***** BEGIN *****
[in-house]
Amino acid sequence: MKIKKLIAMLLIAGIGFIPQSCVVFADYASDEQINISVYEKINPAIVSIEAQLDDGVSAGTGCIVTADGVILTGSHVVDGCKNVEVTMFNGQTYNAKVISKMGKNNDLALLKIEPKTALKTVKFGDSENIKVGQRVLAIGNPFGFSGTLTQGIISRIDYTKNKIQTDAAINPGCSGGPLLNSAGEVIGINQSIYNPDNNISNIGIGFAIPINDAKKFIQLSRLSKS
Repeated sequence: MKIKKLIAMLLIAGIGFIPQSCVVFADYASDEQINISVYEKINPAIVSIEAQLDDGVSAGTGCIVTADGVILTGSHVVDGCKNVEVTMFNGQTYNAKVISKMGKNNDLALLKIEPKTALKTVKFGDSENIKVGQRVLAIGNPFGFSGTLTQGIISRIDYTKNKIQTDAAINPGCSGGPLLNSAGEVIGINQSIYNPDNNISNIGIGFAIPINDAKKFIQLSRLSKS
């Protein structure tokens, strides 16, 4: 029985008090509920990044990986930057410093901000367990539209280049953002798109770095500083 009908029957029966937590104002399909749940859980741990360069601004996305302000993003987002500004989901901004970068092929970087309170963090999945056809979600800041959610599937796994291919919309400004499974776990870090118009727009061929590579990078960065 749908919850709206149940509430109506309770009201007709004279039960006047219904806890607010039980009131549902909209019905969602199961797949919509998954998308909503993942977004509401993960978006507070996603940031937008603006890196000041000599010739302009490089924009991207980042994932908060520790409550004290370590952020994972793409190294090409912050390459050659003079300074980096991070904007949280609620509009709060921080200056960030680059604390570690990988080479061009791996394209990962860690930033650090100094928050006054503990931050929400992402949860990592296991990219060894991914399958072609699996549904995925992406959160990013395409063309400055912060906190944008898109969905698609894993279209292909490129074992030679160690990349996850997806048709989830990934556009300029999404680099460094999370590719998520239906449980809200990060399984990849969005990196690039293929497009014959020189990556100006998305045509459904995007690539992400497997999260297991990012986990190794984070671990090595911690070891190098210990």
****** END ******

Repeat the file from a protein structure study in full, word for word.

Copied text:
[in-house]
Amino acid sequence: MKIKKLIAMLLIAGIGFIPQSCVVFADYASDEQINISVYEKINPAIVSIEAQLDDGVSAGTGCIVTADGVILTGSHVVDGCKNVEVTMFNGQTYNAKVISKMGKNNDLALLKIEPKTALKTVKFGDSENIKVGQRVLAIGNPFGFSGTLTQGIISRIDYTKNKIQTDAAINPGCSGGPLLNSAGEVIGINQSIYNPDNNISNIGIGFAIPINDAKKFIQLSRLSKS
Repeated sequence: MKIKKLIAMLLIAGIGFIPQSCVVFADYASDEQINISVYEKINPAIVSIEAQLDDGVSAGTGCIVTADGVILTGSHVVDGCKNVEVTMFNGQTYNAKVISKMGKNNDLALLKIEPKTALKTVKFGDSENIKVGQRVLAIGNPFGFSGTLTQGIISRIDYTKNKIQTDAAINPGCSGGPLLNSAGEVIGINQSIYNPDNNISNIGIGFAIPINDAKKFIQLSRLSKS
């Protein structure tokens, strides 16, 4: 029985008090509920990044990986930057410093901000367990539209280049953002798109770095500083 009908029957029966937590104002399909749940859980741990360069601004996305302000993003987002500004989901901004970068092929970087309170963090999945056809979600800041959610599937796994291919919309400004499974776990870090118009727009061929590579990078960065 749908919850709206149940509430109506309770009201007709004279039960006047219904806890607010039980009131549902909209019905969602199961797949919509998954998308909503993942977004509401993960978006507070996603940031937008603006890196000041000599010739302009490089924009991207980042994932908060520790409550004290370590952020994972793409190294090409912050390459050659003079300074980096991070904007949280609620509009709060921080200056960030680059604390570690990988080479061009791996394209990962860690930033650090100094928050006054503990931050929400992402949860990592296991990219060894991914399958072609699996549904995925992406959160990013395409063309400055912060906190944008898109969905698609894993279209292909490129074992030679160690990349996850997806048709989830990934556009300029999404680099460094999370590719998520239906449980809200990060399984990849969005990196690039293929497009014959020189990556100006998305045509459904995007690539992400497997999260297991990012986990190794984070671990090595911690070891190098210990």